Moot Court Case

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DAVID FALLSBAUER’S RIGHTS UNDER THE FOURTH AMENDMENT WERE VIOLATED BY THE POLICE OFFICERS, BECAUSE WHEN FACED WITH AMBIGUITY REGARDING THE A THIRD PARTY’S CONSENT TO SEARCH THEY FAILED TO MAKE A FURTHER INQUIRY. BY DOING SO, THE OFFICERS VIOLATED DAVID’S RIGHT TO PRIVACY.

The primary question before this Court is whether police officers must make a further inquiry when faced with an ambiguity regarding a third party’s consent to search. The Federal Circuit Courts of Appeals have taken different views when deciding the actions a police officer must take when faced with an ambiguity pertaining to third party consent.

It is crucial to our society that a person’s right to privacy is protected and able to be exercised. The Fourth Amendment was created by our Founding Fathers for this exact reason. If a police officer can conduct a warrantless search without receiving adequate consent then our Fourth Amendment right to privacy will continue to be violated, a violation our great Constitution does not permit.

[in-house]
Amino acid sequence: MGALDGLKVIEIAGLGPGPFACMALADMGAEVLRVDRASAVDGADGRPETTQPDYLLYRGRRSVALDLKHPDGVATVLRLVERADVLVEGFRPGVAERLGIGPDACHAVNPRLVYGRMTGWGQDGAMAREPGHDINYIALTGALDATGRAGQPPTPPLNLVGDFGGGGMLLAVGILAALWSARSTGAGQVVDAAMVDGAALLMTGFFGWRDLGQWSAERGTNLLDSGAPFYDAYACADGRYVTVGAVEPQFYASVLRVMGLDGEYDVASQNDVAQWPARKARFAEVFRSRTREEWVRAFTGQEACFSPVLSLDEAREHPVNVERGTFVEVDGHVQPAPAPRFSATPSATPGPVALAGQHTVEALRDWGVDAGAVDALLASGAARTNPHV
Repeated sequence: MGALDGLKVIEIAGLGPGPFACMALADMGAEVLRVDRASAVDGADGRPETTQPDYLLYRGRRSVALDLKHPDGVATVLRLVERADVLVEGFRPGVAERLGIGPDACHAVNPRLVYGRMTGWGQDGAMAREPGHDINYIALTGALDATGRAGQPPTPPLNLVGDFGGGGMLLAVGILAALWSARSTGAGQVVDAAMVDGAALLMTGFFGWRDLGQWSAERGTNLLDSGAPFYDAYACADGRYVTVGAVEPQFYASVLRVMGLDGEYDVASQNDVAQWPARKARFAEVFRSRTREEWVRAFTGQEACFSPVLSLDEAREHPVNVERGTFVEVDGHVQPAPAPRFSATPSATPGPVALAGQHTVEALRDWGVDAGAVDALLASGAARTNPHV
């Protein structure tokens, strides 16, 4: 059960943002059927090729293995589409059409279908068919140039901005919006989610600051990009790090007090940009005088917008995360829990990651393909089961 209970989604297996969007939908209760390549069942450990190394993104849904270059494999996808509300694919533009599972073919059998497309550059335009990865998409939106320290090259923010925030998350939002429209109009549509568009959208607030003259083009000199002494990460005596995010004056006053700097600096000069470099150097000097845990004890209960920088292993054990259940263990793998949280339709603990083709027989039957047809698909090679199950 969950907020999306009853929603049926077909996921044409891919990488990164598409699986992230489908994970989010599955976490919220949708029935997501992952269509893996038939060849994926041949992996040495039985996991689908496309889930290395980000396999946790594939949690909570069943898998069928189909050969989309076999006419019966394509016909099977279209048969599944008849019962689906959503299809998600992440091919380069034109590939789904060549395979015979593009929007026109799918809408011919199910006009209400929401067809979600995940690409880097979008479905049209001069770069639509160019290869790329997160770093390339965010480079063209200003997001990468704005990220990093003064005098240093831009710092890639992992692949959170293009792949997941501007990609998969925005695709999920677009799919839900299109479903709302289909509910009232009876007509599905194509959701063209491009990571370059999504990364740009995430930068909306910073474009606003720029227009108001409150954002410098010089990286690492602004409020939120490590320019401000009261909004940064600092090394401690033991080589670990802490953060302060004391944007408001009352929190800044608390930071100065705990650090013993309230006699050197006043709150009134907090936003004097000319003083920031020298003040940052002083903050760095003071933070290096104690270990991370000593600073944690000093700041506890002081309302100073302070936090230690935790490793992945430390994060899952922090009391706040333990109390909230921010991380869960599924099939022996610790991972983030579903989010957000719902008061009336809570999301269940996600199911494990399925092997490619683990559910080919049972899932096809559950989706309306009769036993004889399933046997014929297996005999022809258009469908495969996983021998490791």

In Matlock, the court decided that a third party could give consent to search if they had common authority over the object or premises. U.S. v. Matlock, 415 S. Ct. 164, 171 (1974).
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Id. at 681. Once the officers reached the spare bedroom’s closet they found more men’s clothing on top of a shoebox. Id. at 682. The court concluded that a reasonable person would have substantial doubts about whether the box was subject to mutual use. Id. The court explained further that the police would not have opened the shoebox if they had thought it belonged to the female tenant, instead they opened it because they believed it belonged to Taylor. Id. Finally, the court stated that Taylor “took precautions” to manifest his expectations of privacy by closing the shoebox, and did not grant the female tenant permission to open the shoebox. Id. at

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